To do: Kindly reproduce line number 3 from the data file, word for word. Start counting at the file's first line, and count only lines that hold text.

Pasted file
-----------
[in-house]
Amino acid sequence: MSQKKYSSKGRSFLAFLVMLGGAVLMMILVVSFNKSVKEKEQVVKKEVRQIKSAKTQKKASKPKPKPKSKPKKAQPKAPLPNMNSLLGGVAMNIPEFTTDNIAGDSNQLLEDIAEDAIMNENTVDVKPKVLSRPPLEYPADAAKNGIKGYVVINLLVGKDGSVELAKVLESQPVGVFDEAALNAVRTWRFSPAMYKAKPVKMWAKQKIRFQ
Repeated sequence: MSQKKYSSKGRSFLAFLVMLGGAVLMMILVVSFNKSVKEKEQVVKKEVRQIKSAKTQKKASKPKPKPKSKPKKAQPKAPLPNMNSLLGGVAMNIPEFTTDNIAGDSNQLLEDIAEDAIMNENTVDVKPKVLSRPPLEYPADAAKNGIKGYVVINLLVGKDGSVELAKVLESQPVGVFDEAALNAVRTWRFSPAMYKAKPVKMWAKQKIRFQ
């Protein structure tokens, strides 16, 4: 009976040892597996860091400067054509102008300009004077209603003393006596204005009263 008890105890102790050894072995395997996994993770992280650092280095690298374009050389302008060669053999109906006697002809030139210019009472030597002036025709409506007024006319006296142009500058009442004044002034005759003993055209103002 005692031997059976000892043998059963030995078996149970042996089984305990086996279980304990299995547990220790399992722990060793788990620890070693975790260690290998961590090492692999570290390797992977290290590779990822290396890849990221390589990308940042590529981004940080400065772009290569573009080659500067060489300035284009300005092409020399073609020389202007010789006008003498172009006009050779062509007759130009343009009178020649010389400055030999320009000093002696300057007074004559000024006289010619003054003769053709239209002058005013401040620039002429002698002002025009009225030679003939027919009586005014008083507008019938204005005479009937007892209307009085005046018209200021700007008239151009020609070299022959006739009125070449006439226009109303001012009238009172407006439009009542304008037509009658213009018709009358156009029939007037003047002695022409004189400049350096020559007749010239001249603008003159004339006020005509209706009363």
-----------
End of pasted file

Repeated sequence: MSQKKYSSKGRSFLAFLVMLGGAVLMMILVVSFNKSVKEKEQVVKKEVRQIKSAKTQKKASKPKPKPKSKPKKAQPKAPLPNMNSLLGGVAMNIPEFTTDNIAGDSNQLLEDIAEDAIMNENTVDVKPKVLSRPPLEYPADAAKNGIKGYVVINLLVGKDGSVELAKVLESQPVGVFDEAALNAVRTWRFSPAMYKAKPVKMWAKQKIRFQ